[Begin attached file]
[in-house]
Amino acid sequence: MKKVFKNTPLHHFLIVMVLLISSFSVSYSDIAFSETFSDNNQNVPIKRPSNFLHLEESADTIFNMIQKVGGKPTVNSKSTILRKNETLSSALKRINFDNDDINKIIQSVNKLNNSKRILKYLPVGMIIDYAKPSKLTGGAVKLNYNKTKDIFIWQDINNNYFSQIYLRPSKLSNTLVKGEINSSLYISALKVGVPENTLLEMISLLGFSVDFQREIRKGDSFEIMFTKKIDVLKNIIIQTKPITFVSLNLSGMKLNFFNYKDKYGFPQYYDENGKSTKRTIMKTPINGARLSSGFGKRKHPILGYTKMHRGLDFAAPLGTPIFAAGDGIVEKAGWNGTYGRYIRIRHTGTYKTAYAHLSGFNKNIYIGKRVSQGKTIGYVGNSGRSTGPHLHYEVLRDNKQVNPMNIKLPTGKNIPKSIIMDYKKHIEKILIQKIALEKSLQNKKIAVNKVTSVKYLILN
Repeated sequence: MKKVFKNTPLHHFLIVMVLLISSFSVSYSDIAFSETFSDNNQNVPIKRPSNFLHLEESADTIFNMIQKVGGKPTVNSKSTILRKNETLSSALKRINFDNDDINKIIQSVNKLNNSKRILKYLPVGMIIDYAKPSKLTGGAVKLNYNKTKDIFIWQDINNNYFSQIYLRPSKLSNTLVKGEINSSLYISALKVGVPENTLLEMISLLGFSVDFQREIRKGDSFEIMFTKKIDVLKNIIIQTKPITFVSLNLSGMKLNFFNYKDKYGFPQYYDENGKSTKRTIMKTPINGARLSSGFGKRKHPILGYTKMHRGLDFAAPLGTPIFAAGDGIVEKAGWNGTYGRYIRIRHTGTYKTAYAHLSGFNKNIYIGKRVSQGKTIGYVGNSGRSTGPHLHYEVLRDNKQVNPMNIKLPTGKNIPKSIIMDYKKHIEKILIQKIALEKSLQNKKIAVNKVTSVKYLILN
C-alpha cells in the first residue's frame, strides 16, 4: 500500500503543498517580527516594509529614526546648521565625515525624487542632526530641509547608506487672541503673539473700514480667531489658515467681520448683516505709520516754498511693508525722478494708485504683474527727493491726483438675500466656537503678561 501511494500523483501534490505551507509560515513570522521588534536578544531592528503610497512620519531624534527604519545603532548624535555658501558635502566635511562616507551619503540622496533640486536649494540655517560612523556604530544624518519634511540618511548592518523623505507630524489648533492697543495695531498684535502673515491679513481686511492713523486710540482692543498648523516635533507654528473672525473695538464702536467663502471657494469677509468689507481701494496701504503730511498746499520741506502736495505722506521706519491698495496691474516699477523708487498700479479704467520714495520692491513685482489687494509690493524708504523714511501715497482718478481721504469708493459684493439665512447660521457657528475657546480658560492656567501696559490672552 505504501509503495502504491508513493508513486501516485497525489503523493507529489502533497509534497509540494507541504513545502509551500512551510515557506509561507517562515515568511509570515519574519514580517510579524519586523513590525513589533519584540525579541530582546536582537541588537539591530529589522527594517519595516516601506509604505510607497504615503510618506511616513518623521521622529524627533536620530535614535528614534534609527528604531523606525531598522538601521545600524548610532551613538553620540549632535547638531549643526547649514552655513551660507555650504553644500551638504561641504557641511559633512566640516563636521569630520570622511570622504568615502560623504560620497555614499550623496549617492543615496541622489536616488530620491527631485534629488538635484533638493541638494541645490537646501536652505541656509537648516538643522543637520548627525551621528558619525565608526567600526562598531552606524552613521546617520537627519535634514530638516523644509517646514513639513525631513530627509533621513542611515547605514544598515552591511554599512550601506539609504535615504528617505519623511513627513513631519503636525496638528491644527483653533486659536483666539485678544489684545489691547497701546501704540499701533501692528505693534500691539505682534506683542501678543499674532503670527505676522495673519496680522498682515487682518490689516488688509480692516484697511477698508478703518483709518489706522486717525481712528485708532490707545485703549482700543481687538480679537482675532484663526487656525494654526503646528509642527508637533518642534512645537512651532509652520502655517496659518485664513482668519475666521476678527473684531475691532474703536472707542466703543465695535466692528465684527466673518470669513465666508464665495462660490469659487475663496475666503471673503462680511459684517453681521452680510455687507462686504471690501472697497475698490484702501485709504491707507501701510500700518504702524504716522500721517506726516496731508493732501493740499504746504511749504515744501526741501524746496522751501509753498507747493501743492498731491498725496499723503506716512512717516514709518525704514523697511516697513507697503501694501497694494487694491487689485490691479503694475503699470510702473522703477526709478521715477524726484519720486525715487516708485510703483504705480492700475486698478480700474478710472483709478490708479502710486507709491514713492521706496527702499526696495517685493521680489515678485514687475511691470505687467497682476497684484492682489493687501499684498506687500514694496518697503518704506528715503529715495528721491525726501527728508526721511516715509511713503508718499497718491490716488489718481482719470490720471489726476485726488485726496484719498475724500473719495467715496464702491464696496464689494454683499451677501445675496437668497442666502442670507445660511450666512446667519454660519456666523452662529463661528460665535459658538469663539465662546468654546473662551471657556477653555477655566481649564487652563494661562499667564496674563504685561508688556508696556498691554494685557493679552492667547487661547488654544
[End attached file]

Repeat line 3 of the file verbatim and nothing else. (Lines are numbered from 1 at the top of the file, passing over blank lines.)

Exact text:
Repeated sequence: MKKVFKNTPLHHFLIVMVLLISSFSVSYSDIAFSETFSDNNQNVPIKRPSNFLHLEESADTIFNMIQKVGGKPTVNSKSTILRKNETLSSALKRINFDNDDINKIIQSVNKLNNSKRILKYLPVGMIIDYAKPSKLTGGAVKLNYNKTKDIFIWQDINNNYFSQIYLRPSKLSNTLVKGEINSSLYISALKVGVPENTLLEMISLLGFSVDFQREIRKGDSFEIMFTKKIDVLKNIIIQTKPITFVSLNLSGMKLNFFNYKDKYGFPQYYDENGKSTKRTIMKTPINGARLSSGFGKRKHPILGYTKMHRGLDFAAPLGTPIFAAGDGIVEKAGWNGTYGRYIRIRHTGTYKTAYAHLSGFNKNIYIGKRVSQGKTIGYVGNSGRSTGPHLHYEVLRDNKQVNPMNIKLPTGKNIPKSIIMDYKKHIEKILIQKIALEKSLQNKKIAVNKVTSVKYLILN